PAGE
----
Mimicking Multiple Myeloma
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|Title:||Mimicking Multiple Myeloma|
To understand how multiple myeloma cells grow in their native environment (the bones), researchers have sought ways to mimic those conditions in the laboratory. Tumor cells grow, migrate, and resist therapy very differently in 3D versus 2D culture conditions. This image shows myeloma tumor cells (in green) and bone cells (red) growing on a scaffold made of silk protein (purple), which is designed to resemble bone material. By using a patient's own cells, these models enable efficient screening of patient-specific responses to therapeutics and interactions with bone marrow cells.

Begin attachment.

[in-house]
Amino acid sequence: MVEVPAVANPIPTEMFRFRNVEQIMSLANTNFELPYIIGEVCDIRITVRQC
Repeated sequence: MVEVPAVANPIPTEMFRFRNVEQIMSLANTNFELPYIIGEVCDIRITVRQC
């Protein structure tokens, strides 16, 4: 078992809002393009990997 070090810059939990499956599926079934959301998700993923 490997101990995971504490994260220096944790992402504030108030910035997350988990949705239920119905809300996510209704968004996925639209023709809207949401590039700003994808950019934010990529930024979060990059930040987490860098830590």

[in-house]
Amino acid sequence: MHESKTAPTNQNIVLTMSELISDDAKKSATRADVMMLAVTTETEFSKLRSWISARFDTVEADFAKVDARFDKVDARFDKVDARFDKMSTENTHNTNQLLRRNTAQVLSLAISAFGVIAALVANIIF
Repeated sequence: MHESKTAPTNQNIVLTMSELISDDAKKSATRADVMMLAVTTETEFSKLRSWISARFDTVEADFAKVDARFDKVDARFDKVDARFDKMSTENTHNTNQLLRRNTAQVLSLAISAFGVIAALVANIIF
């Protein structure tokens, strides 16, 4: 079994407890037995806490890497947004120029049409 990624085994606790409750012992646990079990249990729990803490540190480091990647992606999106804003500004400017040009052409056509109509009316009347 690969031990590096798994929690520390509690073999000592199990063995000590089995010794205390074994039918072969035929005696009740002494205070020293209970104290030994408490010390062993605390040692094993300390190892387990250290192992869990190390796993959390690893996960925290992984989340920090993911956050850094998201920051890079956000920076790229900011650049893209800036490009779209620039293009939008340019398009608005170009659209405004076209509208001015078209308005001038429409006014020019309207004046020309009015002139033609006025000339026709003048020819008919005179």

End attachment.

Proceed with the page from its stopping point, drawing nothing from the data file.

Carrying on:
This image was originally submitted as part of the 2016 NCI Cancer Close Up project and selected for exhibit.
This image is part of the NCI Cancer Close Up 2016 collection.
See also visualsonline.cancer.gov/closeup2016.
|Topics/Categories:||Cells or Tissue -- Abnormal Cells or Tissue|
|Type:||Color, Photo (JPEG format)|
|Source:||National Cancer Institute \ Dana-Farber Harvard Cancer Center|
|Creator:||Michaela Reagan (Maine Medical Center Research Institute)|
|Date Added:||April 11, 2016|
|Reuse Restrictions:||None - This image is in the public domain and can be freely reused. Please credit the source and, where possible, the creator listed above.|